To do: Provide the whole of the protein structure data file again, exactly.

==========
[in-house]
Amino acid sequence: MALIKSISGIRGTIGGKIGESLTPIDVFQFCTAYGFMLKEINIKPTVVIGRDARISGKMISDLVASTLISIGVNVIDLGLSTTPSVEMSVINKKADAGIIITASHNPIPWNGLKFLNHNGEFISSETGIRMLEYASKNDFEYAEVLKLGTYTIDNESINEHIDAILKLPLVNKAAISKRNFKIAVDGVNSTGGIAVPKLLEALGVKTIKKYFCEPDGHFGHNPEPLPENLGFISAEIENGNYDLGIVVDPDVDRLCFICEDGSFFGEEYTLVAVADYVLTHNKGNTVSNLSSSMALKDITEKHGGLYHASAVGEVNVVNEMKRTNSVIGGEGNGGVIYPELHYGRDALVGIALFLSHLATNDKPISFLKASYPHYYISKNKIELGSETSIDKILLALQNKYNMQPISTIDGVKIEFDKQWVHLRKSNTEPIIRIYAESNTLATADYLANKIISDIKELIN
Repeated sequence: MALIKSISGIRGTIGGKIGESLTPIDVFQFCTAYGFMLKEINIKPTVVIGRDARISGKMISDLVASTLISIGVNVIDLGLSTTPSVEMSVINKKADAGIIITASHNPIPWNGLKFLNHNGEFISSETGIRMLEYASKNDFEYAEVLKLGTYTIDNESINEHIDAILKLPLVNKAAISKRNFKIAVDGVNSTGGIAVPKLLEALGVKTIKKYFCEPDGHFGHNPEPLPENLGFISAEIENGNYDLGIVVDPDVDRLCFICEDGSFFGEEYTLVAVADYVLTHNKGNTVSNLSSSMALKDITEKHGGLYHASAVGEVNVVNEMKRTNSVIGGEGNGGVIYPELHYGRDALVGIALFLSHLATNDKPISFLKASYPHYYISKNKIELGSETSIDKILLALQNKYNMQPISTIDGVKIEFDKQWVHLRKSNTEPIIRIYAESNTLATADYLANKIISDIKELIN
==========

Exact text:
[in-house]
Amino acid sequence: MALIKSISGIRGTIGGKIGESLTPIDVFQFCTAYGFMLKEINIKPTVVIGRDARISGKMISDLVASTLISIGVNVIDLGLSTTPSVEMSVINKKADAGIIITASHNPIPWNGLKFLNHNGEFISSETGIRMLEYASKNDFEYAEVLKLGTYTIDNESINEHIDAILKLPLVNKAAISKRNFKIAVDGVNSTGGIAVPKLLEALGVKTIKKYFCEPDGHFGHNPEPLPENLGFISAEIENGNYDLGIVVDPDVDRLCFICEDGSFFGEEYTLVAVADYVLTHNKGNTVSNLSSSMALKDITEKHGGLYHASAVGEVNVVNEMKRTNSVIGGEGNGGVIYPELHYGRDALVGIALFLSHLATNDKPISFLKASYPHYYISKNKIELGSETSIDKILLALQNKYNMQPISTIDGVKIEFDKQWVHLRKSNTEPIIRIYAESNTLATADYLANKIISDIKELIN
Repeated sequence: MALIKSISGIRGTIGGKIGESLTPIDVFQFCTAYGFMLKEINIKPTVVIGRDARISGKMISDLVASTLISIGVNVIDLGLSTTPSVEMSVINKKADAGIIITASHNPIPWNGLKFLNHNGEFISSETGIRMLEYASKNDFEYAEVLKLGTYTIDNESINEHIDAILKLPLVNKAAISKRNFKIAVDGVNSTGGIAVPKLLEALGVKTIKKYFCEPDGHFGHNPEPLPENLGFISAEIENGNYDLGIVVDPDVDRLCFICEDGSFFGEEYTLVAVADYVLTHNKGNTVSNLSSSMALKDITEKHGGLYHASAVGEVNVVNEMKRTNSVIGGEGNGGVIYPELHYGRDALVGIALFLSHLATNDKPISFLKASYPHYYISKNKIELGSETSIDKILLALQNKYNMQPISTIDGVKIEFDKQWVHLRKSNTEPIIRIYAESNTLATADYLANKIISDIKELIN